Post 27 Deja Vu Dubai!

We arrived in Dubai at 7am (2am Japan time.) Excellent flight.. especially the incredible Japanese breakfast.

Chris stuck to croissants! In Dubai we were staying for 2 night’s in an Air BnB on the Palm belonging to Danna and Mike. Mike was our tour guide on day one, and we had booked another day with him to keep us awake! So we arrived at the apartment, did a quick change into shorts and set off, firstly to a bird watching area on the river, where there was a good variety of birds, including lots of flamingoes.

Then we headed to Abu Dhabi, another Emirate. En route we stopped at the Last exit services. Everything in Dubai must be different! This was a highway food stop with a difference. The main building, and all the food outlets were themed on Mad Max films. (Post apocalyptic fantasy which involved a lot of vehicle modification and cut throat survival!) It was eye opening!

The ladies washroom!!

Abu Dhabi is wealthier than Dubai, with more oil, and it was more elegant, with a less frenetic feel.

We first visited a heritage museum explaing how just 60 years ago this area was inhabited by fishermen and desert nomads!

A bit different now!

Then to the Emperor’s Palace Hotel.. originally built as a palace, and now one of the most beautiful deluxe hotels in the world. Real palm trees adorn the corridoors.. I’m wondering if there is room on the landing at home?!

We lived the life having “gold” coffee in the golden lounge! Sprinkled with 23 carat gold.

The skyscrapers are beautiful, and very individual. Apparently these 3 were used in a stunt in the film Fast and Furious!

The most glorious stop was the mosque. Built within the last 20 years, it was enormous, and astonishingly beautiful. Almost everything you see in the pictures is marble, including the inlays on the floor, walls and pillars, or glass. The chandeliers are huge and sparkle in the light. Breathtaking.

We ended the day with snacks at an ethiopian restaurant near the BnB!

Next day we explored alone using taxis and the metro. Uber worked well. We visited the falconry museum to discover the ancient use of falcons and the bond between man and bird. Alongside is the falcon souk, selling…. falcons! Along with every accessory you can imagine! They are highly prized and therefore well looked after.

Then back to the old town, and a snack at our favourite cafe from last time – The Arabian Tea House. Fab!

A walk through the souk,

then the metro to Ibn Batutta Mall where you could be forgiven for thinking you were in a different country, as each area is geographically themed!

Our day ended with a Middle Eastern buffet at Amaseena restaurant at the Ritz-Carlton Hotel. Awesome array of traditional food, with chef Rani to explain what each one contained and how it was cooked. Delicious.

Now we are at the airport, waiting for our flight home and wondering where the last 3 months has gone!!

Post 26 Last days in Japan

To reduce the driving the next day, we drove for an hour at night to a michi-no-eki that seemed to be in the middle of nowhere …what will we find when we wake up!… After a very cold night…around freezing we think, we awoke to find we were on a huge plain and next to a very wide river! Now off to the mountains! We chose a route that climbed up through the Kiso valley, following an ancient Shogun route from Tokyo to the plain. The area is known for its premium quality cypress trees. The cold climate means slow growth. They can take 100 years to reach maturity, but then the tree is tall, with dense, high quality timber. In the ‘olden’ days, this timber was reserved for high ranking persons… anyone else cutting down a tree was beheaded.. or for lopping a branch you lost a hand!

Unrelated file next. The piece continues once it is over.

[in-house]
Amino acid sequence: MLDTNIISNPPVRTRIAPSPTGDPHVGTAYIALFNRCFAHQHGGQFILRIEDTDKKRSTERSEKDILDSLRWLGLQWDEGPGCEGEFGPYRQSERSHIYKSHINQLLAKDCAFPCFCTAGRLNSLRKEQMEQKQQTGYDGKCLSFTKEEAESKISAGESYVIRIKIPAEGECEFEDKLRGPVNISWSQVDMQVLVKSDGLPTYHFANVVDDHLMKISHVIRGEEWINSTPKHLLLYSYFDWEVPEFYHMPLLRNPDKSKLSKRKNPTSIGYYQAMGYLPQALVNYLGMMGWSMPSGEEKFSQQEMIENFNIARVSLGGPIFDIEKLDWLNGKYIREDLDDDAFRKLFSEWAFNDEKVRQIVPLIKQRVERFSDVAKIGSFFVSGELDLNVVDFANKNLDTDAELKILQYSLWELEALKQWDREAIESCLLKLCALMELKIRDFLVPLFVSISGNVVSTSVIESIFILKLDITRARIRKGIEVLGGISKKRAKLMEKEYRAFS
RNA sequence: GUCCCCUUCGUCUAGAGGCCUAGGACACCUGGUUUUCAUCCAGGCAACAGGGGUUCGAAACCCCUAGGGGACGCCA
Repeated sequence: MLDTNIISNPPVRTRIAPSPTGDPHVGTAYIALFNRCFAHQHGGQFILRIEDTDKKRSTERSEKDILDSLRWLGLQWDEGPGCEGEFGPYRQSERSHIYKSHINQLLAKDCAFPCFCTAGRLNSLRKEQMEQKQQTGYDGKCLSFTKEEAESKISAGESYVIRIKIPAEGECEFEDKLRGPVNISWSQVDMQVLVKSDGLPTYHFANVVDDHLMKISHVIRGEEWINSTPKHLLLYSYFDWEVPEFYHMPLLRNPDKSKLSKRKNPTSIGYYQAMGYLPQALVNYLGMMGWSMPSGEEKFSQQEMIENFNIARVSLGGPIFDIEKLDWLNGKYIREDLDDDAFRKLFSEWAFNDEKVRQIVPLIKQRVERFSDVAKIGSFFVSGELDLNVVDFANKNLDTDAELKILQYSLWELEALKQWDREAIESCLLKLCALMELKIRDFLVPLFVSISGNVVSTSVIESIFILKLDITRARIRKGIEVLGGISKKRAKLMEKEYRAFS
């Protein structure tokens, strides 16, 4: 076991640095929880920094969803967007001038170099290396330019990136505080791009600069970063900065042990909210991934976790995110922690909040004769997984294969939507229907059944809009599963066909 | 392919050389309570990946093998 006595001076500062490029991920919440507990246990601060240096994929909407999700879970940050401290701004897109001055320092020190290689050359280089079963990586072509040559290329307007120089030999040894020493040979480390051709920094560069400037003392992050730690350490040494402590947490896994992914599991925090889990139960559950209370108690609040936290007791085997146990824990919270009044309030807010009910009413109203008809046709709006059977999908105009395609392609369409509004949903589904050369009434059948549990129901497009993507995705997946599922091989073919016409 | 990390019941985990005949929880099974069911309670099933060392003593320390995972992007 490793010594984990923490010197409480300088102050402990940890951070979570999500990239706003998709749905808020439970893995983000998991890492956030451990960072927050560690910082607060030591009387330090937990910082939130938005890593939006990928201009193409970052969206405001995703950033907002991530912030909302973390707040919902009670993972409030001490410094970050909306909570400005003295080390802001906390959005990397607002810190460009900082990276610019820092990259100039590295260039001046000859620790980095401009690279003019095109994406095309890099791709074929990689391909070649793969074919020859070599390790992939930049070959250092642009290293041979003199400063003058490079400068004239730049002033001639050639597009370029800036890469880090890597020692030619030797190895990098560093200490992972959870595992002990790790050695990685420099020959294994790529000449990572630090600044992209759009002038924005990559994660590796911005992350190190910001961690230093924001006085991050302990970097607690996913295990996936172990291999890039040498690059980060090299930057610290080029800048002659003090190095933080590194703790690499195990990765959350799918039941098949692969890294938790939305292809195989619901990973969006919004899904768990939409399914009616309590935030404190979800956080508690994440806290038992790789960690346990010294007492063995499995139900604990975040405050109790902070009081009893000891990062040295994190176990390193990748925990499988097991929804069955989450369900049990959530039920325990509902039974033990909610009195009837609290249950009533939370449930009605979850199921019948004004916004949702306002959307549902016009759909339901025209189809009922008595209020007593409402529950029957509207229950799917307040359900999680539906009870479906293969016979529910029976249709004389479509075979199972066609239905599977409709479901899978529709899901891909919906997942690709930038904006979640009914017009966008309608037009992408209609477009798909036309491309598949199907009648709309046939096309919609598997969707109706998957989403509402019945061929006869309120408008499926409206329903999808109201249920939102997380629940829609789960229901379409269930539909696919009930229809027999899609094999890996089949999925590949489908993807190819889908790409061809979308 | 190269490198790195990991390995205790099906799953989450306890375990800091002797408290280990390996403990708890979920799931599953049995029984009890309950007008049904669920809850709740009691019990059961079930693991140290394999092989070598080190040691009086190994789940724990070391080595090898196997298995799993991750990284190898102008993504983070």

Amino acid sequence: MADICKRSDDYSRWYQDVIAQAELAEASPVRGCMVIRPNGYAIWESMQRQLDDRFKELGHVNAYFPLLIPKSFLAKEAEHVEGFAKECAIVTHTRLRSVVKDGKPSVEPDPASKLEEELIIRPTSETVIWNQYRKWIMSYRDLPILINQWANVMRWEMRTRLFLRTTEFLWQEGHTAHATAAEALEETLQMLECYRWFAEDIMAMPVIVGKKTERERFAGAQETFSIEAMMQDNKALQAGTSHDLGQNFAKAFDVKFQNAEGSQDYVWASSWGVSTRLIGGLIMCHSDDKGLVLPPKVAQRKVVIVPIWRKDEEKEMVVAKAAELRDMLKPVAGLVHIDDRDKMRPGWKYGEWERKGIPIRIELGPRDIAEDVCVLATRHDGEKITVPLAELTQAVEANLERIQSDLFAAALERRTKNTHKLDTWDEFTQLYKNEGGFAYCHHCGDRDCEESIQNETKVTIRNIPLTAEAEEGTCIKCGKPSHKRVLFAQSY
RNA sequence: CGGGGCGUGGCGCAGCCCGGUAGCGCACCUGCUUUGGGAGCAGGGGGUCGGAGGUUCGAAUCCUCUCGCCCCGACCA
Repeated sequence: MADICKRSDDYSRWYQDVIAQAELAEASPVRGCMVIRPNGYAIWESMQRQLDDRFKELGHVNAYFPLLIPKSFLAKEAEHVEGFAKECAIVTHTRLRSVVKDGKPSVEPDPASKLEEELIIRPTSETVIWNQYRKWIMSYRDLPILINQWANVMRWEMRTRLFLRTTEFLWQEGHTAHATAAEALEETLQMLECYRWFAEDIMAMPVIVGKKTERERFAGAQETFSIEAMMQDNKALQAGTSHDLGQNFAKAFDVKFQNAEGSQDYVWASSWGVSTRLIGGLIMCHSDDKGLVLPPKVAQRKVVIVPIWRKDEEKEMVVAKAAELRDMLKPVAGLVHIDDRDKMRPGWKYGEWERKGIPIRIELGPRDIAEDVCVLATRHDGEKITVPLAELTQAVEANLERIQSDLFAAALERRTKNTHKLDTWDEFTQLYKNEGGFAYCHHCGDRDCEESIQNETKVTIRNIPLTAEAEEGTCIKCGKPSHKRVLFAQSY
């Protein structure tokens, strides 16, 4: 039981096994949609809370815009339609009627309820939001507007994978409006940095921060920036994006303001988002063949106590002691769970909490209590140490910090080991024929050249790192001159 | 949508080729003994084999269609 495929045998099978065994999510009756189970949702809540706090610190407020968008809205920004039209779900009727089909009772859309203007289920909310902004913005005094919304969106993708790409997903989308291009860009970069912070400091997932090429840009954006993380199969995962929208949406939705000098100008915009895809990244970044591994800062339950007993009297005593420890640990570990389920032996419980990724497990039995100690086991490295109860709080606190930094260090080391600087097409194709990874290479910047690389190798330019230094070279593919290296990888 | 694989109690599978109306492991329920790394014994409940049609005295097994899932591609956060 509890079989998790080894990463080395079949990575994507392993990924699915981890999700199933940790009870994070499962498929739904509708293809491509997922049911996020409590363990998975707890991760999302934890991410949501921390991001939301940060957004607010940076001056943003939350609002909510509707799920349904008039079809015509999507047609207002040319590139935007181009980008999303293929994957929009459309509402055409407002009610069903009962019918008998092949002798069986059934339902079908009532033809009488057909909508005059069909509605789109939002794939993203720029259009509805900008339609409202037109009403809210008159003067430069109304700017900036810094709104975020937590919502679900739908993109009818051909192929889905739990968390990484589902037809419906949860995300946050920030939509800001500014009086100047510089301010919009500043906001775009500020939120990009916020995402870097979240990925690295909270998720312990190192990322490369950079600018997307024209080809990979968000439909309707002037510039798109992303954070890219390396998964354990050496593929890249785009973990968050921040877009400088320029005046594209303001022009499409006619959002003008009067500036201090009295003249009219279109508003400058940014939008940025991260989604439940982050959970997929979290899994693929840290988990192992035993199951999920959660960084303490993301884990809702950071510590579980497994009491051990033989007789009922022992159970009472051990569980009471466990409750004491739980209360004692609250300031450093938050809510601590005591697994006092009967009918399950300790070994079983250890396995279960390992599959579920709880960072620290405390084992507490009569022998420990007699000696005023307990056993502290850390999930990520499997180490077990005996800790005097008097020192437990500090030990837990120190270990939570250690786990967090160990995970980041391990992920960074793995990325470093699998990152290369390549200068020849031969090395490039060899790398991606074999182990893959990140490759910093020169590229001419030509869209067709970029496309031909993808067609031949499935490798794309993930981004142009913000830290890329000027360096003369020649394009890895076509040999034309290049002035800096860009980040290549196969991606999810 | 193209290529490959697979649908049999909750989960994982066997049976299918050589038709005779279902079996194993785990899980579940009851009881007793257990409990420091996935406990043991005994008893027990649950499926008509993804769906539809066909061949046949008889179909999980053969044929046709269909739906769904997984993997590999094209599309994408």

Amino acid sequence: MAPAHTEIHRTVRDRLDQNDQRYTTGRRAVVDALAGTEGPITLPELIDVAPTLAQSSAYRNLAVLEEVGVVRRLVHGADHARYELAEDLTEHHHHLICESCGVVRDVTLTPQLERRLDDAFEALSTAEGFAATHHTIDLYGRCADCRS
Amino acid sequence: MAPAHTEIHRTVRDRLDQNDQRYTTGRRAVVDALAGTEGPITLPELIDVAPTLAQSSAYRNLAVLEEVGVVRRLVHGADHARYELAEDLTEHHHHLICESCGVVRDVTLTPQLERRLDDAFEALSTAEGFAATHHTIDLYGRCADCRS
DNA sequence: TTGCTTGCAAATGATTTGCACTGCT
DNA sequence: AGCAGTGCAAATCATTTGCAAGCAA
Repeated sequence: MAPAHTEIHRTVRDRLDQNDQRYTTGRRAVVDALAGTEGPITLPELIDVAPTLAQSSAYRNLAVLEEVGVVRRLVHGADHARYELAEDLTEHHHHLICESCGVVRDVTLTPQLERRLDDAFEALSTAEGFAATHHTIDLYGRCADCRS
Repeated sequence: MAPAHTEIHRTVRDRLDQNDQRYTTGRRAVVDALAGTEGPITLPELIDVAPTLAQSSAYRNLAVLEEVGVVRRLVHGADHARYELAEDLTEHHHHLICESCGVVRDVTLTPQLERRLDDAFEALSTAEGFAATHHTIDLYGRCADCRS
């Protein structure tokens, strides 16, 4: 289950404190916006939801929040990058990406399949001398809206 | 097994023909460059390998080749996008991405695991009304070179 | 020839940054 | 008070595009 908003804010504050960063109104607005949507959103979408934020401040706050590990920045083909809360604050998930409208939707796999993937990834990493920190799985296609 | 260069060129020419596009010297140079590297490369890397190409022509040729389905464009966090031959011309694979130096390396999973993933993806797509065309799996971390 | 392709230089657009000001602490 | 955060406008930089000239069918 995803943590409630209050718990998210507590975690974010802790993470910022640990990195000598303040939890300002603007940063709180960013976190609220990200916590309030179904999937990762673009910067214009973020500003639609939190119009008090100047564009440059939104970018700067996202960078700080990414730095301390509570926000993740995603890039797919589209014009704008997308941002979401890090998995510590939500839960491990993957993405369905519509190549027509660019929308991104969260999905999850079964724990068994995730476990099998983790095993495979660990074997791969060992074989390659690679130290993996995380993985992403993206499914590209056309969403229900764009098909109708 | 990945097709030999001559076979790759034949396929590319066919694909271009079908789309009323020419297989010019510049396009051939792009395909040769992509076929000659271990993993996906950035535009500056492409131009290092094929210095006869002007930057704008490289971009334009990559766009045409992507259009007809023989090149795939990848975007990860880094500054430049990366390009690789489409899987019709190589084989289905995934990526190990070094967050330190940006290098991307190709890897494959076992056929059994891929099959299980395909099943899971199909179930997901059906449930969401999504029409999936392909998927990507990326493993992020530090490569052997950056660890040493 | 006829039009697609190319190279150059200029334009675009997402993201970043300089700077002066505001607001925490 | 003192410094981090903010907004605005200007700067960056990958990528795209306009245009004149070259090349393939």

Part way up is a gorgeous village that has been preserved as it was. No TV masts etc!

We had a lovely walk here, and visited the old inn, which is still owned by the 25th generation of the family. A charming guide adopted us and took us from room to room explaining everything. The Emporer once came to visit for 30 minutes. They had a special high table built, with no nails, so that the Emporer would always be above everyone else.

Afterwards, the owner inscribed the table! He also had a toilet built specially for the Emporer… who never used it. So it has never been touched since!

She also explained the family seating positions around the fire. The children had the coldest, smokiest place, so that they could learn to cope with hardship and be ready to face anything in life. Guess who got the best place!!!

Then, we drove on, with tantalising views of the High Alps crowned with snow.

Our destination was Matsumoto and it’s beautiful castle, which would have towered proudly above the plain when it was built in….. The wooden construction of these castles is incredible, using wood like the cypress I mentioned before.

As dusk arrived, we sought out a small restaurant in the town, Kyobashi-soba, which served special soba noodle soup with additions on the side!

Chris hit the sake! Although we did find a brewery but it was closing!

Then 40 minutes drive to our next overnight. Brrrrrr. Really cold tonight. SO glad of the duvet!

Next morning dawned crisp and we headed south to the 5 lakes area. As we drove, gradually Mt Fuji came into view. Wow, it is such an impressive mountain, and we are apparently lucky to have seen it, as it is often shrouded in cloud.

On arrival, our first stop was to be a challenge.

As someone who never gets undressed in front of anyone, has a very modest swimsuit with a skirt, and has spent her whole life avoiding communal changing rooms, this was right out of my comfort zone… but I was determined to do it.

We visited an Onsen. A hot spring bath complex. These are plentiful in Japan, but this one was special. It had a number of different baths, and some of them had a great view of Mt Fuji.

All the baths are between 38 and 42 degrees C. Some are indoors, some outside.